Definition and Origins
The aesthetic movement took place from the mid to late nineteenth century in Britain. The art movement was provocative, emphasized sensuality, and rejected the view that art should serve social, practical, narrative, or moral purposes according to Tate Gallery. According to The Art Story, the aesthetic movement threatened to dismantle Britain’s rigid and conservative Victorian traditions. By expressing freedom for creative self-expression, aestheticism began to penetrate all facets of life including music, ceramics, furniture, metalwork, literature, interior design, and fashion. Although its adherents were elated, the movement was mocked by many conservative Victorians.
Aesthetic Movement Inspiration
During the aesthetic movement, artists were inspired to counter what they previously saw as insipid and cheap designs of consumer products which were mass produced with machines. Some artists even revived pre-industrialized artistic techniques in their creative processes. There was a major emphasis that art should focus on excellent craftsmanship. In pursuit of beauty, aesthetic artists explored color, form, and composition. Colors were subdued and geometrical designs and simplified linear forms were implemented.
Initial Aesthetic Movement Artists
In its early beginnings, painters like James McNeill Whistler, Albert Moore, Edward Burne Jones, and Frederic Lord Leighton were its first proponents. They were influenced by the Japanese art and culture. The aesthetic movement also had its roots from the 1860 Pre-Raphaelites English painters, who sought to reform art by shunning classical influences of Raphael Urbino, and returning to a medieval approach to art. Pre-Raphaelite paintings were characterized by flame red haired beauties, medieval geometric designs, and Japanese motifs and aesthetics traits.
Aesthetic Movement in Applied Arts
In applied arts, the aesthetic movement was initiated by English artist and designer William Morris, who founded Morris & Co in 1862 and made furnishings like stained glass windows, textiles, arts, and pricy decorative arts pieces like the Lothair cross, according to Tate Gallery. His company also treasured hand craftsmanship which made designers start to revive their pre-industrial artistic techniques, and depart from machine made products according to The Art Story.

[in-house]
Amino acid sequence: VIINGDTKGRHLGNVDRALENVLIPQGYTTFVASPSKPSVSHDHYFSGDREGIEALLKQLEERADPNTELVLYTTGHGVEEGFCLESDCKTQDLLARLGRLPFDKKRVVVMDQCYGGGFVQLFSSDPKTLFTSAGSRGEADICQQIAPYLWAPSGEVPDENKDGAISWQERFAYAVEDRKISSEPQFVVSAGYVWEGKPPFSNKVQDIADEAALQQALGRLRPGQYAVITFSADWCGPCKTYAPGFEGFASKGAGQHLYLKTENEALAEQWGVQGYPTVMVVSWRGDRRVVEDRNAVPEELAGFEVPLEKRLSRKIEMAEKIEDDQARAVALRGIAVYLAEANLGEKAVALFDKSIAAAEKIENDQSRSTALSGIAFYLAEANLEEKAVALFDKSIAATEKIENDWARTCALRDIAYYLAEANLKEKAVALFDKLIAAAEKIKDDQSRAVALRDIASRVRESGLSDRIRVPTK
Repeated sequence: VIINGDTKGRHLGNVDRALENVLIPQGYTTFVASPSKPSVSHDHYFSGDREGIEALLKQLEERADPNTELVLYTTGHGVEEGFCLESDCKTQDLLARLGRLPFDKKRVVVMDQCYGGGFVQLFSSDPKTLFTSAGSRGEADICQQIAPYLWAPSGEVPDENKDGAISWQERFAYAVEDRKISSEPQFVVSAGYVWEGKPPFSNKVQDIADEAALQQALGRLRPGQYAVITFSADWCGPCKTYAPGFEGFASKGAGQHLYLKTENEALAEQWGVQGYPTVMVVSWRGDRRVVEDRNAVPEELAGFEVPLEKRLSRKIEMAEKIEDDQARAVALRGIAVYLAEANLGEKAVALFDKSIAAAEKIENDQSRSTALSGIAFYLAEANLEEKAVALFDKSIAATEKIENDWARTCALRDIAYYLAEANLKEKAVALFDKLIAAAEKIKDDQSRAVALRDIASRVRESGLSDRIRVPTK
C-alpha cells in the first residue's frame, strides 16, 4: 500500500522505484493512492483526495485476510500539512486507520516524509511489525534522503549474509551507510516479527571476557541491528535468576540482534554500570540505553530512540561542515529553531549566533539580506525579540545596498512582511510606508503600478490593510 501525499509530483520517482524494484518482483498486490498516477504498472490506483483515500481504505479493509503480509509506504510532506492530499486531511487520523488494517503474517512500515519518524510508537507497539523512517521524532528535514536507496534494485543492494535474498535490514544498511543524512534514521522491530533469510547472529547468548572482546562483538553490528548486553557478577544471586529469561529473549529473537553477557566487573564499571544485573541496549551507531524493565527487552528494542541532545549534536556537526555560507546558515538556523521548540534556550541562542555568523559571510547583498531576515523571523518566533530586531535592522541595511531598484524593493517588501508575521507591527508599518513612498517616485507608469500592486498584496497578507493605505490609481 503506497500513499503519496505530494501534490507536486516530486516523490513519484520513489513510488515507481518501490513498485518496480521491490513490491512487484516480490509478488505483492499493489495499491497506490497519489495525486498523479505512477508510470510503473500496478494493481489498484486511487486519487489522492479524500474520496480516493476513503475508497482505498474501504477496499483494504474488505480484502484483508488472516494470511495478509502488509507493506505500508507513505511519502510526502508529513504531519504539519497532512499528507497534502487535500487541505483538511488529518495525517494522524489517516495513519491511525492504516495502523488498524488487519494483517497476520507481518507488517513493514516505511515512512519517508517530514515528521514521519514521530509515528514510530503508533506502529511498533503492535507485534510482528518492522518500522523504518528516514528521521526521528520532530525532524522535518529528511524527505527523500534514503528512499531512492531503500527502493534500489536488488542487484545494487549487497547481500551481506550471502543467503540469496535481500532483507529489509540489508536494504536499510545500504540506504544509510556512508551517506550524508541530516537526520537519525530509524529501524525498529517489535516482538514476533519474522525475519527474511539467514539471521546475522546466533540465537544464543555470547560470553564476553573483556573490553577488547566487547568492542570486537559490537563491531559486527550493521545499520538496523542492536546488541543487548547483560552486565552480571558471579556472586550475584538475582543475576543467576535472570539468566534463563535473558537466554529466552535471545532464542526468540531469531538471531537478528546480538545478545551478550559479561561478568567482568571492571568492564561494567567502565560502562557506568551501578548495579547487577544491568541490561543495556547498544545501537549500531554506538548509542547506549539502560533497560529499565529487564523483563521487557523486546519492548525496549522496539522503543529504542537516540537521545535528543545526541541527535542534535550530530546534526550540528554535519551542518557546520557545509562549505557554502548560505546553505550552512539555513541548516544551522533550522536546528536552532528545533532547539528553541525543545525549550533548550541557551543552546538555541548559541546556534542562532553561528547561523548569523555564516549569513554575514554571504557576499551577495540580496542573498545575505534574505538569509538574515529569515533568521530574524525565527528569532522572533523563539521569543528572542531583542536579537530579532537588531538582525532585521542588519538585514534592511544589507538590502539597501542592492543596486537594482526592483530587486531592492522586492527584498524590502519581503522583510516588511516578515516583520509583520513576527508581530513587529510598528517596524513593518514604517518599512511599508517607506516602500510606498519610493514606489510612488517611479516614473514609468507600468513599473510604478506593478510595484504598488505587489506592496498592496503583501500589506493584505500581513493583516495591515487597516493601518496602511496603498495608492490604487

Aesthetic Movement Mainstream
From 1875, the Liberty Store in London began commercializing aesthetic art in all forms. Two years later in 1877 when the Grosvenor Gallery opened in London, aesthetic artists got an opportunity to exhibit their works. Famed Irish writer Oscar Wilde was vital in aesthetic art popularity; he adopted it in his public persona and fashion to much ridicule and criticism. Wilde attended the opening of Grosvenor Gallery wearing a suit designed like a cello, according to The Art Story.
Gallery Appearance of Aesthetic Art Movement
Grosvenor Gallery also began a new way to display aesthetic paintings. The paintings were hung with enough space to allow visitors to “take in” the works of art according to The Art Story. The exhibition space was also surrounded by aesthetically decorated rooms. The space was also adorned with ionic pilasters and green and yellow damask covered walls which drew in mockery from aestheticism critics. Still, the movement got another publicity boost in 1882 when Walter Hamilton became the first writer to identify and cover the Aesthetic Movement in England. Hamilton wrote about the movement’s key proponents and the contemporary critique to it, according to Tate Gallery.
What Was the Aesthetic Movement?
The aesthetic movement took place from the mid to late nineteenth century in Britain. The art movement was provocative, emphasized sensuality, and rejected the view that art should serve social, practical, narrative, or moral purposes according to Tate Gallery. According to The Art Story, the aesthetic movement threatened to dismantle Britain’s rigid and conservative Victorian traditions.
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